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Columbia Orchestra mines gems of Russia


The Columbia Orchestra will head for the heart of Mother Russia on Saturday without ever leaving the friendly confines of Howard Community College's Smith Theatre.

Music Director Jason Love has elected to conclude the orchestra's 2000-2001 season with a pair of works at the epicenter of Russian Romanticism: Peter Ilyich Tchaikovsky's 5th Symphony and the sumptuously melodic "Rhapsody on a Theme of Paganini" by Sergei Rachmaninoff.

A short, hyperactive burst of American minimalism - John Adams' "Short Ride in a Fast Machine" - will round out the program. The soloist in the "Paganini Rhapsody" will be Ukrainian pianist Inna Faliks, winner of Peabody Institute's 1999 Yale Gordon Concerto Competition.

Faliks has performed throughout the United States with such conductors as the National Symphony's Leonard Slatkin and Keith Lockhart of the Boston Pops and the Utah Symphony.

The work she will play is one of the true stunners of the piano repertoire. Indeed, anyone silly enough to dismiss Rachmaninoff as a hyper-romantic slushmeister receives his comeuppance from this superbly crafted set of 24 variations for piano and orchestra.

The theme the composer chose comes from a Caprice for Solo Violin written by Niccolo Paganini, composer and wizard of 19th- century violin playing.

Rachmaninoff turns Paganini's tune every which way but loose through the course of the piece. He speeds it up and he slows it down. He plays cat-and-mouse with it, going so far as to mix it with the portentous "Dies Irae" (Day of Wrath) theme taken from Christian plainchant.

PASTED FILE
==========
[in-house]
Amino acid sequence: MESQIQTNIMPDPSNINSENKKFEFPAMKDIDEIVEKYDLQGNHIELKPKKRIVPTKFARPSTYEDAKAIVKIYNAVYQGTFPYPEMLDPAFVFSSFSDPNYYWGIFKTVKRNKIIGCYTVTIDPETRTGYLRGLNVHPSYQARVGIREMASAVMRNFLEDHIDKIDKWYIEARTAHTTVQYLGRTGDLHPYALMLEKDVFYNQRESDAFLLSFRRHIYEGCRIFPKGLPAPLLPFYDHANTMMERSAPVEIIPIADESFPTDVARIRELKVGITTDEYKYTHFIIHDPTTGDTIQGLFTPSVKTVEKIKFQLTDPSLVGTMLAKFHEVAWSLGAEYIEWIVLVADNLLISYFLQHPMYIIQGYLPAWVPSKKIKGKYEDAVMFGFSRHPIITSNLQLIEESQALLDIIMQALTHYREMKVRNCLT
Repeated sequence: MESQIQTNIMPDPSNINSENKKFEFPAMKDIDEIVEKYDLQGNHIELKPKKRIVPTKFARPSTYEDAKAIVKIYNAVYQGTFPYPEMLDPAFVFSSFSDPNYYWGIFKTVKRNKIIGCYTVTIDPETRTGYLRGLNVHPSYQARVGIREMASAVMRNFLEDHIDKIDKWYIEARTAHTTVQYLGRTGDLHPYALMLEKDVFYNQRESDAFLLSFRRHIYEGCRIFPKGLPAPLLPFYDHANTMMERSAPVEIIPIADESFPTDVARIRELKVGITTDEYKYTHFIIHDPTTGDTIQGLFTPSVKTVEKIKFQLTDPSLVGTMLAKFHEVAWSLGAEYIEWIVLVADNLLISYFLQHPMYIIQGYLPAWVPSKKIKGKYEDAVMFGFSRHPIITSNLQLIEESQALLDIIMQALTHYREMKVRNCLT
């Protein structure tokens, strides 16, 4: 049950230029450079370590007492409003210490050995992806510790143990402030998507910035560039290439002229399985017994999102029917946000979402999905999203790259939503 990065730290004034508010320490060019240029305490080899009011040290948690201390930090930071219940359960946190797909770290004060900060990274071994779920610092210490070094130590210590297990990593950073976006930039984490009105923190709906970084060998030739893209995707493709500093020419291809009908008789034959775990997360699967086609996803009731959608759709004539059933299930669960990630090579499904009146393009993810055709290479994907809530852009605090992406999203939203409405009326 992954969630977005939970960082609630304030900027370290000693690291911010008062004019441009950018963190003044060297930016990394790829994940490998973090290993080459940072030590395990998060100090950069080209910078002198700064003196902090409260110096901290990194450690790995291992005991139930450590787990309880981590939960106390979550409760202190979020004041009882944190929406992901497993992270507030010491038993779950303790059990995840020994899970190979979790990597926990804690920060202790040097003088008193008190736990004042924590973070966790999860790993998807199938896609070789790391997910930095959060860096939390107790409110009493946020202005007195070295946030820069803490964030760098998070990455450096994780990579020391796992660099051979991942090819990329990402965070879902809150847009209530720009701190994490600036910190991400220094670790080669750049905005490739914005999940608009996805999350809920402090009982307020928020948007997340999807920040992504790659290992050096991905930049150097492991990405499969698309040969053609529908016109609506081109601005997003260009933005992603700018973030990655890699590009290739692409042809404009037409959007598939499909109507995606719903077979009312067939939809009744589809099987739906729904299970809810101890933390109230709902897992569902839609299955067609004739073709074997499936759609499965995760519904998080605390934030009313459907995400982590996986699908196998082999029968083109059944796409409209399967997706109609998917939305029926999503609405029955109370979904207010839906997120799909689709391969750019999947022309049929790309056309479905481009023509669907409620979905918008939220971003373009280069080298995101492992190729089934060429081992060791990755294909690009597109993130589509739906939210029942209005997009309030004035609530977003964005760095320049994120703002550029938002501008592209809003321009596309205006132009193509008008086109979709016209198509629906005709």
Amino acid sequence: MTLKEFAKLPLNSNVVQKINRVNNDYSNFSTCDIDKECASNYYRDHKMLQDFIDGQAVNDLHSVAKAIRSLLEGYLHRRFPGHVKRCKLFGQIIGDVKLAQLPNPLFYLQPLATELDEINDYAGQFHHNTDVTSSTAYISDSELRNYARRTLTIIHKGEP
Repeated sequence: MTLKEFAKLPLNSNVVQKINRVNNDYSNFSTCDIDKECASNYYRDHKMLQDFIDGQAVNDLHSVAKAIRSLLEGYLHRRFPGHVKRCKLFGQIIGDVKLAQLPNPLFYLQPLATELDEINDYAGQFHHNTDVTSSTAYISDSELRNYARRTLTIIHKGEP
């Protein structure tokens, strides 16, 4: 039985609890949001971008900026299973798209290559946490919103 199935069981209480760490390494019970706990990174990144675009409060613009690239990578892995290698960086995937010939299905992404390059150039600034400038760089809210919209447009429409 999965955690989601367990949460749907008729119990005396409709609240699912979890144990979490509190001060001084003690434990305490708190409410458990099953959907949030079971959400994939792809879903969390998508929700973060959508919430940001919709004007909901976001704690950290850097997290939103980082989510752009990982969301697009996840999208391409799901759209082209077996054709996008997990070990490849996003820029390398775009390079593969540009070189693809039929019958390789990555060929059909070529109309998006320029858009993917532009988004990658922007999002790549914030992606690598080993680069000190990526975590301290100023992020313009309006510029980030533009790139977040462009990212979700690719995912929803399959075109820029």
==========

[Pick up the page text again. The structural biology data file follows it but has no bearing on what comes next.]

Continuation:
And in the much-loved, eagerly anticipated 18th Variation, he simply inverts the theme, instructs his performers to go lyrical and lush, and bathes our souls with one of the most heavenly melodic interludes the world has ever known.

Igor Stravinsky described Rachmaninoff as "the only pianist I have ever seen who did not grimace." Anyone who could write music this gorgeous wouldn't be grimacing, either.

Poor Tchaikovsky, one of music history's most tortured souls, didn't know whether to grimace upon completing his 5th Symphony in E minor. "I have not blundered; it has turned out well," he said after finishing the final orchestration in 1888.

Yet he grew dissatisfied with the work after its St. Petersburg premiere, and it took an enthusiastic response in Germany - where no less a listener than Johannes Brahms embraced it - for the symphony to climb back into its creator's good graces.

The work has never left the good graces of the music-loving public.

Moving past its rather morose opening in the lower registers of the woodwind section, Movement I becomes a heady, energetic, deliciously syncopated sojourn through a variety of emotions.

The hushed, nocturne-like horn solo in II is one of Peter Ilyich's most beguiling melodies, and we are reminded in Movement III that Johann Strauss wasn't the only 19th-century composer who knew how to write a waltz.

The riveting climaxes of the Finale return us to music critic Neville Cardus' marvelous description of Tchaikovsky's music as "a thrilling case of nerves."

The Columbia Orchestra will perform its season finale at 8 p.m. Saturday at Smith Theatre, Howard Community College, 10901 Little Patuxent Parkway, Columbia. Tickets are $12; $10 for seniors ages 65 and older; and $9 for full-time students. Information: 410-381- 2004. To request transportation for a senior citizen: 410-715-3087 at least 24 hours before the concert.

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